Tax season also means scam season. Thousands of people have lost millions of dollars and personal data to tax-related scams. New variations of scams appear every year so it’s important to remain alert and follow tax scam tips provided directly by the IRS.
IRS “phishing” scams are typically phone calls or emails that claim to come from the IRS. Fraudsters use the lure of fake refunds or threats of a tax bill or audit to pressure victims to give up personal and financial information. This personal data is used to steal the victim’s money or identity.
Telltale signs of a scam
The IRS (and its authorized private collection agencies) will never:
- Call you without mailing an official notice first.
- Demand that you immediately pay your taxes over the phone.
- Threaten to immediately bring in local police or other law-enforcement groups to have the taxpayer arrested for not paying.
- Claim to be able to suspend or cancel your Social Security Number.
- Demand that taxes be paid without giving the taxpayer the opportunity to question or appeal the amount owed.
- Ask for credit or debit card numbers over the phone.
- Call to demand immediate payment using a specific payment method such as a prepaid debit card, gift card or wire transfer. The IRS does not accept these payment methods for taxes. Generally, the IRS will first mail a bill to any taxpayer who owes taxes. All tax payments should only be made payable to the U.S. Treasury and checks should never be made payable to third parties.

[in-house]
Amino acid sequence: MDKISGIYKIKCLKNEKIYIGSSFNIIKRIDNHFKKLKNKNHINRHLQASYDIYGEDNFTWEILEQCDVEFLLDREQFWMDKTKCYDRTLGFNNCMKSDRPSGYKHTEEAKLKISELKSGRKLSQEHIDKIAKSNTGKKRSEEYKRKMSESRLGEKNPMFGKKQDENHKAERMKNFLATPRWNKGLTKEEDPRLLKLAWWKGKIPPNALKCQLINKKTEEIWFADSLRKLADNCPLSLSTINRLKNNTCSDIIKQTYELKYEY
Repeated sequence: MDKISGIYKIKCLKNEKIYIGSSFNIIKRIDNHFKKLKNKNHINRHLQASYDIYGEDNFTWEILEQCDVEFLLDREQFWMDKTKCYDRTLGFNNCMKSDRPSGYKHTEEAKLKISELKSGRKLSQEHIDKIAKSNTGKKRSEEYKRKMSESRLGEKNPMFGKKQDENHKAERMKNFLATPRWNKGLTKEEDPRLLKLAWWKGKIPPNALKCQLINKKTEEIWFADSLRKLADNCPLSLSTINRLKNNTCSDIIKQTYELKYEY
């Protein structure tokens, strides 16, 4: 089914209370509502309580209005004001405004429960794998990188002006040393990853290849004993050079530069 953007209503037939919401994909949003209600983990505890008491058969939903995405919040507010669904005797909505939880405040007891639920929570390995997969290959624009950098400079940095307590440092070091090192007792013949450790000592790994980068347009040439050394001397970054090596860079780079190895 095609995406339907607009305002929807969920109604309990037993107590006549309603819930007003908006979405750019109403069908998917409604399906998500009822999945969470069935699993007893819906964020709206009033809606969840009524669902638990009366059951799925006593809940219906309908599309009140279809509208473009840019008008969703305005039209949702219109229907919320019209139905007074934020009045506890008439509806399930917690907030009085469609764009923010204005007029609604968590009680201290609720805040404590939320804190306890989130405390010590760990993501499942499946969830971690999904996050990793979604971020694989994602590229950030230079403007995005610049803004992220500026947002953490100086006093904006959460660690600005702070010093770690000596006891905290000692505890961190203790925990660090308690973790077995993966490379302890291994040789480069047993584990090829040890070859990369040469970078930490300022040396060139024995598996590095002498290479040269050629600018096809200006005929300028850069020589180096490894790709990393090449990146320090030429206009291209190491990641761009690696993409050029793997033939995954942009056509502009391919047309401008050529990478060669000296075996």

- Use text messages or social media to discuss personal tax issues, such as those involving bills or refunds.
Tax scam tips
The IRS offers the following tips to help keep you safe:
- Fraudsters may know a lot about you when they call and may be able to spoof your caller ID to show that they are calling from an official number. Don’t be fooled.
- If you don’t answer the phone, they may leave an urgent callback request. Call the IRS hotline at 800.829.1040. Do not call the number left in the message.
- If you receive a call that you think might be from the IRS, take down the agent’s information and call them back using the official IRS phone: 800.829.1040.
For any questions about owing money to the IRS, contact a qualified tax expert or call the IRS directly using their official hotline:
If you believe that you (or someone you know) have been the recipient of tax-related phishing or phone scams, you’re encouraged to report the incident to the IRS. Learn more.
Additional information about fraud and identity theft is also available from the Federal Trade Commission.
If you receive a questionable call and are unsure what to do, please reach out to us.